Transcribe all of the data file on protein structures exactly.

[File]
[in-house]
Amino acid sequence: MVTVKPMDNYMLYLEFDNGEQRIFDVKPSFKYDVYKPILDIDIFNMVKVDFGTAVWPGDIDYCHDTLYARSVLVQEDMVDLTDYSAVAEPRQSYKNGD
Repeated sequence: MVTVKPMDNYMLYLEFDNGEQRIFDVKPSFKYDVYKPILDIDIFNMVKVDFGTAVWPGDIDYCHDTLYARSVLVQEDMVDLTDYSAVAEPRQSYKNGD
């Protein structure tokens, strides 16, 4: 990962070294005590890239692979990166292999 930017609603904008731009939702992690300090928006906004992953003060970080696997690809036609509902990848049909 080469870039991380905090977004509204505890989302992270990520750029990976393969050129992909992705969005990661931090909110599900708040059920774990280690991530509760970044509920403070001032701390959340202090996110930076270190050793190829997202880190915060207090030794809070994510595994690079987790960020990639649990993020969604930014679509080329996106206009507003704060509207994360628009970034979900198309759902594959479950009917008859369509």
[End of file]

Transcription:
[in-house]
Amino acid sequence: MVTVKPMDNYMLYLEFDNGEQRIFDVKPSFKYDVYKPILDIDIFNMVKVDFGTAVWPGDIDYCHDTLYARSVLVQEDMVDLTDYSAVAEPRQSYKNGD
Repeated sequence: MVTVKPMDNYMLYLEFDNGEQRIFDVKPSFKYDVYKPILDIDIFNMVKVDFGTAVWPGDIDYCHDTLYARSVLVQEDMVDLTDYSAVAEPRQSYKNGD
């Protein structure tokens, strides 16, 4: 990962070294005590890239692979990166292999 930017609603904008731009939702992690300090928006906004992953003060970080696997690809036609509902990848049909 080469870039991380905090977004509204505890989302992270990520750029990976393969050129992909992705969005990661931090909110599900708040059920774990280690991530509760970044509920403070001032701390959340202090996110930076270190050793190829997202880190915060207090030794809070994510595994690079987790960020990639649990993020969604930014679509080329996106206009507003704060509207994360628009970034979900198309759902594959479950009917008859369509």